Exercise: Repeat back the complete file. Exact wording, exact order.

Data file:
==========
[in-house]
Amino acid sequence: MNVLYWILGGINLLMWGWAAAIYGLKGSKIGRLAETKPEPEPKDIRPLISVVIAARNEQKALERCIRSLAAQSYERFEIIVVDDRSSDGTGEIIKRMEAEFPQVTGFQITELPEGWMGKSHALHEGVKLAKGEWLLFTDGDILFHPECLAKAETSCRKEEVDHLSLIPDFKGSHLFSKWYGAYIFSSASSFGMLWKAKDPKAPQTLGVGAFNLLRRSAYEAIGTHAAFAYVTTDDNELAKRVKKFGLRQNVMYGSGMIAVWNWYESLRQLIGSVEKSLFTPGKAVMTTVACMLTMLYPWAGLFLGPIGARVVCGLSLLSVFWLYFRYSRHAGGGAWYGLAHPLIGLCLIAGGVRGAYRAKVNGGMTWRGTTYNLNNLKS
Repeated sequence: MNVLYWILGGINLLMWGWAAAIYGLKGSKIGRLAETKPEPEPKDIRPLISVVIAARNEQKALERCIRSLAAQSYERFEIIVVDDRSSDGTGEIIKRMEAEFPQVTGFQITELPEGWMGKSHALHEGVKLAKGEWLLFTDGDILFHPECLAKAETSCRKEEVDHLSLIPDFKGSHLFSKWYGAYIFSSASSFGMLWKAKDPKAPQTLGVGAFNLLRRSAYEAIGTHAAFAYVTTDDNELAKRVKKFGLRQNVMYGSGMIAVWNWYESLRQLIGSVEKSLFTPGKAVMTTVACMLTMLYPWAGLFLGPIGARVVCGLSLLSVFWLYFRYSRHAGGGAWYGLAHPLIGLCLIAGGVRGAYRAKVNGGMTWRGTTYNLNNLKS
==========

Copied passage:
[in-house]
Amino acid sequence: MNVLYWILGGINLLMWGWAAAIYGLKGSKIGRLAETKPEPEPKDIRPLISVVIAARNEQKALERCIRSLAAQSYERFEIIVVDDRSSDGTGEIIKRMEAEFPQVTGFQITELPEGWMGKSHALHEGVKLAKGEWLLFTDGDILFHPECLAKAETSCRKEEVDHLSLIPDFKGSHLFSKWYGAYIFSSASSFGMLWKAKDPKAPQTLGVGAFNLLRRSAYEAIGTHAAFAYVTTDDNELAKRVKKFGLRQNVMYGSGMIAVWNWYESLRQLIGSVEKSLFTPGKAVMTTVACMLTMLYPWAGLFLGPIGARVVCGLSLLSVFWLYFRYSRHAGGGAWYGLAHPLIGLCLIAGGVRGAYRAKVNGGMTWRGTTYNLNNLKS
Repeated sequence: MNVLYWILGGINLLMWGWAAAIYGLKGSKIGRLAETKPEPEPKDIRPLISVVIAARNEQKALERCIRSLAAQSYERFEIIVVDDRSSDGTGEIIKRMEAEFPQVTGFQITELPEGWMGKSHALHEGVKLAKGEWLLFTDGDILFHPECLAKAETSCRKEEVDHLSLIPDFKGSHLFSKWYGAYIFSSASSFGMLWKAKDPKAPQTLGVGAFNLLRRSAYEAIGTHAAFAYVTTDDNELAKRVKKFGLRQNVMYGSGMIAVWNWYESLRQLIGSVEKSLFTPGKAVMTTVACMLTMLYPWAGLFLGPIGARVVCGLSLLSVFWLYFRYSRHAGGGAWYGLAHPLIGLCLIAGGVRGAYRAKVNGGMTWRGTTYNLNNLKS